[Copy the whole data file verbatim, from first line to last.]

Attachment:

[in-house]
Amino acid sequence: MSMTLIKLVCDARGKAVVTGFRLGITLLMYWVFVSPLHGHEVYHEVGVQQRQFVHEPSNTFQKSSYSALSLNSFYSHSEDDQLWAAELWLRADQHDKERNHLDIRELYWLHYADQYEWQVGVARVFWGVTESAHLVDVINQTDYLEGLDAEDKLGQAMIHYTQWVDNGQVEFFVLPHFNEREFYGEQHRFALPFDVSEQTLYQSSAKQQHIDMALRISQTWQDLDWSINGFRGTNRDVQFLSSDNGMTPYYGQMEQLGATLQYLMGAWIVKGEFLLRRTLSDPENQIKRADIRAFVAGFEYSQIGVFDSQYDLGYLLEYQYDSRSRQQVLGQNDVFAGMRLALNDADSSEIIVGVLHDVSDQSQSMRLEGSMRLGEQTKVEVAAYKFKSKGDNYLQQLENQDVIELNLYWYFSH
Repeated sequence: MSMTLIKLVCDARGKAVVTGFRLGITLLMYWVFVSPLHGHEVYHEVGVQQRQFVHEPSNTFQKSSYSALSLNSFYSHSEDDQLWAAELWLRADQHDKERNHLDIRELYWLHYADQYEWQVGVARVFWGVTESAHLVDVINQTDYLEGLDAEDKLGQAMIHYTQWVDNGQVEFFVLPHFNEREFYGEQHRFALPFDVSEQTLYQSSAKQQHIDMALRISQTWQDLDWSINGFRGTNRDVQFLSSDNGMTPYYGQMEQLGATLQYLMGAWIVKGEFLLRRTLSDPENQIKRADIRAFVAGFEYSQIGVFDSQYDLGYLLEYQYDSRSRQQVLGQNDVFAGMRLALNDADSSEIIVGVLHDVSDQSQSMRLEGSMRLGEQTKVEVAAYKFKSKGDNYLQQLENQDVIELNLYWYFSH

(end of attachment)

[in-house]
Amino acid sequence: MSMTLIKLVCDARGKAVVTGFRLGITLLMYWVFVSPLHGHEVYHEVGVQQRQFVHEPSNTFQKSSYSALSLNSFYSHSEDDQLWAAELWLRADQHDKERNHLDIRELYWLHYADQYEWQVGVARVFWGVTESAHLVDVINQTDYLEGLDAEDKLGQAMIHYTQWVDNGQVEFFVLPHFNEREFYGEQHRFALPFDVSEQTLYQSSAKQQHIDMALRISQTWQDLDWSINGFRGTNRDVQFLSSDNGMTPYYGQMEQLGATLQYLMGAWIVKGEFLLRRTLSDPENQIKRADIRAFVAGFEYSQIGVFDSQYDLGYLLEYQYDSRSRQQVLGQNDVFAGMRLALNDADSSEIIVGVLHDVSDQSQSMRLEGSMRLGEQTKVEVAAYKFKSKGDNYLQQLENQDVIELNLYWYFSH
Repeated sequence: MSMTLIKLVCDARGKAVVTGFRLGITLLMYWVFVSPLHGHEVYHEVGVQQRQFVHEPSNTFQKSSYSALSLNSFYSHSEDDQLWAAELWLRADQHDKERNHLDIRELYWLHYADQYEWQVGVARVFWGVTESAHLVDVINQTDYLEGLDAEDKLGQAMIHYTQWVDNGQVEFFVLPHFNEREFYGEQHRFALPFDVSEQTLYQSSAKQQHIDMALRISQTWQDLDWSINGFRGTNRDVQFLSSDNGMTPYYGQMEQLGATLQYLMGAWIVKGEFLLRRTLSDPENQIKRADIRAFVAGFEYSQIGVFDSQYDLGYLLEYQYDSRSRQQVLGQNDVFAGMRLALNDADSSEIIVGVLHDVSDQSQSMRLEGSMRLGEQTKVEVAAYKFKSKGDNYLQQLENQDVIELNLYWYFSH